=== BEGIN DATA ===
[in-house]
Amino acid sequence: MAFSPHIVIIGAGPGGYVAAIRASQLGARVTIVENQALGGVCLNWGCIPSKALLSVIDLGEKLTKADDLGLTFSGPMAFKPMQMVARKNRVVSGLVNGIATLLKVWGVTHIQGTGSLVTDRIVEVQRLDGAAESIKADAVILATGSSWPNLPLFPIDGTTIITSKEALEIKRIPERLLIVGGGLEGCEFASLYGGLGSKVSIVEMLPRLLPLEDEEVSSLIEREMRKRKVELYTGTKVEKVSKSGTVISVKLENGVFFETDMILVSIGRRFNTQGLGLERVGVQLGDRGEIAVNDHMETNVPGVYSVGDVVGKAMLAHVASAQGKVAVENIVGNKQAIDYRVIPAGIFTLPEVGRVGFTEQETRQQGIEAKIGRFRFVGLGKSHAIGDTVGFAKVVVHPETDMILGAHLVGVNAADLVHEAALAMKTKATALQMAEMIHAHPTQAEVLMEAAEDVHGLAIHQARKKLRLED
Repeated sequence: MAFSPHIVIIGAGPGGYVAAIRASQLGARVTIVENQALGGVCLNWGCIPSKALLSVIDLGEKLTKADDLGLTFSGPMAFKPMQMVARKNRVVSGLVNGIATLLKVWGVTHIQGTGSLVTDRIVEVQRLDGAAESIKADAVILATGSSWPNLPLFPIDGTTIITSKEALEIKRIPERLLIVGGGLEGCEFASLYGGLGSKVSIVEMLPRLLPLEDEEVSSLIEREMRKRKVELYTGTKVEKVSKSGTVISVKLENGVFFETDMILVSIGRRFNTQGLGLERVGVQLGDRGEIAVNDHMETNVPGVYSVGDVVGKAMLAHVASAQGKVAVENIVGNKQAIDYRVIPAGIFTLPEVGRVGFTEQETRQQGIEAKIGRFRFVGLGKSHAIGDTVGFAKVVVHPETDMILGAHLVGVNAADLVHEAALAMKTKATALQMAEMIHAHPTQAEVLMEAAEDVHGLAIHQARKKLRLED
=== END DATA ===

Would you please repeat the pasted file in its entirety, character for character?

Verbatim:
[in-house]
Amino acid sequence: MAFSPHIVIIGAGPGGYVAAIRASQLGARVTIVENQALGGVCLNWGCIPSKALLSVIDLGEKLTKADDLGLTFSGPMAFKPMQMVARKNRVVSGLVNGIATLLKVWGVTHIQGTGSLVTDRIVEVQRLDGAAESIKADAVILATGSSWPNLPLFPIDGTTIITSKEALEIKRIPERLLIVGGGLEGCEFASLYGGLGSKVSIVEMLPRLLPLEDEEVSSLIEREMRKRKVELYTGTKVEKVSKSGTVISVKLENGVFFETDMILVSIGRRFNTQGLGLERVGVQLGDRGEIAVNDHMETNVPGVYSVGDVVGKAMLAHVASAQGKVAVENIVGNKQAIDYRVIPAGIFTLPEVGRVGFTEQETRQQGIEAKIGRFRFVGLGKSHAIGDTVGFAKVVVHPETDMILGAHLVGVNAADLVHEAALAMKTKATALQMAEMIHAHPTQAEVLMEAAEDVHGLAIHQARKKLRLED
Repeated sequence: MAFSPHIVIIGAGPGGYVAAIRASQLGARVTIVENQALGGVCLNWGCIPSKALLSVIDLGEKLTKADDLGLTFSGPMAFKPMQMVARKNRVVSGLVNGIATLLKVWGVTHIQGTGSLVTDRIVEVQRLDGAAESIKADAVILATGSSWPNLPLFPIDGTTIITSKEALEIKRIPERLLIVGGGLEGCEFASLYGGLGSKVSIVEMLPRLLPLEDEEVSSLIEREMRKRKVELYTGTKVEKVSKSGTVISVKLENGVFFETDMILVSIGRRFNTQGLGLERVGVQLGDRGEIAVNDHMETNVPGVYSVGDVVGKAMLAHVASAQGKVAVENIVGNKQAIDYRVIPAGIFTLPEVGRVGFTEQETRQQGIEAKIGRFRFVGLGKSHAIGDTVGFAKVVVHPETDMILGAHLVGVNAADLVHEAALAMKTKATALQMAEMIHAHPTQAEVLMEAAEDVHGLAIHQARKKLRLED